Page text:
The main concept behind it comes from studies that have shown that as technology advances and people become more detached from nature, we become more and more desensitised. To express this idea, I’ve constructed creatures out of various disposable, human-made objects relating to each of the senses. They’ve become these mythical creatures that have been consumed by these objects to the point that they can no longer sense anything at all. This series shows them trying to go back into the natural world and interact with it, only to find out that it’s too late.
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Where did you find the locations?
Location scouting is tough! Fortunately I both live and am from areas with diverse and incredible landscapes. For some of them, I had vague ideas of what I wanted, so I did Google searches of potential areas that were close enough to travel to, along with asking friends if they knew any good locations. Others I had travelled through in the past and had already been wanting to photograph. I found out the hard way that it’s always good to plan ahead and know at least vaguely what you’re getting yourself into before lugging along a bunch of camera equipment and costumes!
What do these characters stand for and who is hidden beneath the costumes? 
One of the reasons I liked the idea of faceless, androgynous characters was that they could be representative of anyone. Everyone has the potential to become one of these creatures if they’re not careful. In my research, I found that many cultures use masks and costumes as a way to transform themselves into another character or creature and can commune on different planes. I like to think of these creatures as going through a similar process, but taking it too far and being consumed by these items to the point that they have lost themselves.
I also looked at Bigfoot and these urban legends that feel so creepy and mysterious because they’re not human or animal but instead stuck in between, not belonging to either. These creatures are definitely in this lonesome category. As for who’s actually in these costumes, it was whomever I could get at the time and would fit! It ranges from my mum to my husband to various people on my course. Each creature is a different person, which I think helps propel this idea that it could be anybody.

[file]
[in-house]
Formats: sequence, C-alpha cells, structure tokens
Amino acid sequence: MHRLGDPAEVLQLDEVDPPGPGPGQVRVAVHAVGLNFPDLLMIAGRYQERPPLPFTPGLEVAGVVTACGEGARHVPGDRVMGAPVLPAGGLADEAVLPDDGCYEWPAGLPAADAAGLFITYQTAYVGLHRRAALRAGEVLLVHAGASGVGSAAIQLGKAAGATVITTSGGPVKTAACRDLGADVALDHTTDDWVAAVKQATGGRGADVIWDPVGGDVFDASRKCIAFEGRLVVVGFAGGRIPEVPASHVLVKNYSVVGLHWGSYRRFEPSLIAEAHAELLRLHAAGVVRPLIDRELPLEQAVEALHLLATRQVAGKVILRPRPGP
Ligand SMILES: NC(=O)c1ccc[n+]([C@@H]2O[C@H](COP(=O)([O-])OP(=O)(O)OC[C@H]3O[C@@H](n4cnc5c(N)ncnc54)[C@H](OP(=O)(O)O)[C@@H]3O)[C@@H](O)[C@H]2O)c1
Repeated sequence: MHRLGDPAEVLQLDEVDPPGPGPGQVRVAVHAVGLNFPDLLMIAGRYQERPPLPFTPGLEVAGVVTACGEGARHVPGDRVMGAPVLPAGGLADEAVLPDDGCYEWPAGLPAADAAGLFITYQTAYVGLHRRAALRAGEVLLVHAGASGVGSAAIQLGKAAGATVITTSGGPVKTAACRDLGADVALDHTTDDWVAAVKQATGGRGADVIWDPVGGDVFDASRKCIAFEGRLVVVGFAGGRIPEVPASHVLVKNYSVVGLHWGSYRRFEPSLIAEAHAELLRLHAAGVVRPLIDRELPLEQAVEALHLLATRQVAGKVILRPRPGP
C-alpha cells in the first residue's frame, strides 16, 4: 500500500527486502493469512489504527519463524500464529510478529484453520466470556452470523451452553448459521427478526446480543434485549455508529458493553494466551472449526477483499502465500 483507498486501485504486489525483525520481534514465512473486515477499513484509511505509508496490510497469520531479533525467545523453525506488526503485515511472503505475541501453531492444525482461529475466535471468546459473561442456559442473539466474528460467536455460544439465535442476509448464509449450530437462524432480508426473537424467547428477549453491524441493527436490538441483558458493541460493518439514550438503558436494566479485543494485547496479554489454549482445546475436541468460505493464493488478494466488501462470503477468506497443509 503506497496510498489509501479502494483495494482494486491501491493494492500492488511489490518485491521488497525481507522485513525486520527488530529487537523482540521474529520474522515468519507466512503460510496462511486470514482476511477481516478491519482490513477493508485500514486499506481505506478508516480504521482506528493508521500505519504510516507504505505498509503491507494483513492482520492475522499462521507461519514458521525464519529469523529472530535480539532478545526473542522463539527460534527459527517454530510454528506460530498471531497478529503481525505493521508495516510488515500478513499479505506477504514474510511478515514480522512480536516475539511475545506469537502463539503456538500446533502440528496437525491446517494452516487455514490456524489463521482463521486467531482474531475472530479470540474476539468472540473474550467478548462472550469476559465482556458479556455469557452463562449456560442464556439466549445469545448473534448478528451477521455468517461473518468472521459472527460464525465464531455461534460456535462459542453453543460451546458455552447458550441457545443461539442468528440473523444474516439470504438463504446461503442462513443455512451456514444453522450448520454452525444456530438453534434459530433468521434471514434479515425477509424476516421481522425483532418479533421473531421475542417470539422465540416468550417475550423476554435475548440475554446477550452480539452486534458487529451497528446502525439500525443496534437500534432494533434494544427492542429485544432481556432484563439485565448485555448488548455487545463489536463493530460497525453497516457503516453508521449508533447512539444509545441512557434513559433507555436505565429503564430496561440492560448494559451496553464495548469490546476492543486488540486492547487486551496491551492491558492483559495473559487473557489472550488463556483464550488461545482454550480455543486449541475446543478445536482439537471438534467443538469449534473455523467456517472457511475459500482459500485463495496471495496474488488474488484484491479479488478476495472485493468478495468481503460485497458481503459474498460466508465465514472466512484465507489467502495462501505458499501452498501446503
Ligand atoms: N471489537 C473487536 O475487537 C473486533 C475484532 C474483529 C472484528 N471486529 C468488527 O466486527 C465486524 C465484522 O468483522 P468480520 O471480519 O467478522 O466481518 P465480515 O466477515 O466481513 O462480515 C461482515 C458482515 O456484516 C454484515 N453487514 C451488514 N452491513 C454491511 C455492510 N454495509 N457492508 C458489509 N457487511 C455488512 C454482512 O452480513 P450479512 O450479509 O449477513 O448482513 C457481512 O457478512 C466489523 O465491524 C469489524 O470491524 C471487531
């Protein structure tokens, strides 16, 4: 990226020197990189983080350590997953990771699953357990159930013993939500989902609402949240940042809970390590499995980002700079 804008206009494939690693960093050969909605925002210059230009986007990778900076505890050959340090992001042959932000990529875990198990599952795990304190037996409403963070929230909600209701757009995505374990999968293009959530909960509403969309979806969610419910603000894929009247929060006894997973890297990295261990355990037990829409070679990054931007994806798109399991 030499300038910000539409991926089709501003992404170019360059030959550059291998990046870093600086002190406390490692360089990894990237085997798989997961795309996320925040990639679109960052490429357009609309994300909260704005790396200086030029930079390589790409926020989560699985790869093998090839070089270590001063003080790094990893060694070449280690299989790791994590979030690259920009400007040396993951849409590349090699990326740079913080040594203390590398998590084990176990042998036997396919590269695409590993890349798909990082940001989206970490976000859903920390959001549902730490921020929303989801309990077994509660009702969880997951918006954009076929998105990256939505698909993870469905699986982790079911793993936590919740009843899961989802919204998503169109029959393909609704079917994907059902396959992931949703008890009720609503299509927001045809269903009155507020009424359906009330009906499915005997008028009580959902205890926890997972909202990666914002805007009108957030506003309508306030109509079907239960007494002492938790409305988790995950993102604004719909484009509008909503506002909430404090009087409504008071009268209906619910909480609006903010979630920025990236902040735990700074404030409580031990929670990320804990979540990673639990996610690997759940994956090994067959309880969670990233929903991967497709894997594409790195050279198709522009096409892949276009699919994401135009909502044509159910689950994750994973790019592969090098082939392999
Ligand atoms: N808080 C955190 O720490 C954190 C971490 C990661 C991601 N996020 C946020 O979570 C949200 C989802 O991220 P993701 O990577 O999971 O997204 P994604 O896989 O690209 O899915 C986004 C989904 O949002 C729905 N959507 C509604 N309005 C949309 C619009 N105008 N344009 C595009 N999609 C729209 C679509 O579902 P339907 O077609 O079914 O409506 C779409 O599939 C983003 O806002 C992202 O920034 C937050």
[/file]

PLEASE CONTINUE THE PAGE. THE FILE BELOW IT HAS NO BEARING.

By highlighting our increasing isolation in this hyper connected world, what kind of reaction do you expect from people?
I think it’s a mixture of humour and sadness. Humour coming from the absurdity of the situation – such as seeing someone covered in air fresheners in the middle of the forest, and sadness coming soon after, once the understanding of the situation is realised. The same can be said for, as you put it, isolation in this hyper connected world – the humour in the irony of it, followed by the sadness of its reality and the fact that you can relate to it. It’s that whole funny/sad because it’s a true sort of thing.
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Are you scared of how technology is evolving and, more importantly, how we are using it?
I’m a big proponent of progress, but I think we need to take a look at how we are using technology and be aware of how it can affect society, the world, and us as individuals. Technology can create these bubbles that can be tempting to live in and experience everything through. We need to remember there’s a whole world outside that we are a part of before we get too disconnected.
Are you planning to go back to Santa Barbara in the future?
I don’t have any definitive plans, but I definitely will at some point! It’s a lovely city, and knowing that I can always go home comforts me. California is also a great place to be a photographer, as the landscapes are varied and spectacular. I try to make the most of it every time I visit!
What are your dreams and goals (both in the short term and long term future)?
Wow, getting deep! Short term: I’ve been trying to put together some new projects – I have a lot of different ideas, I just have to figure out how to make sense of them all, and see if I can make something cohesive. That’s always the toughest part! Long term I’m still trying to figure out, but I’d love to make a living creating all the various ideas that are in my head.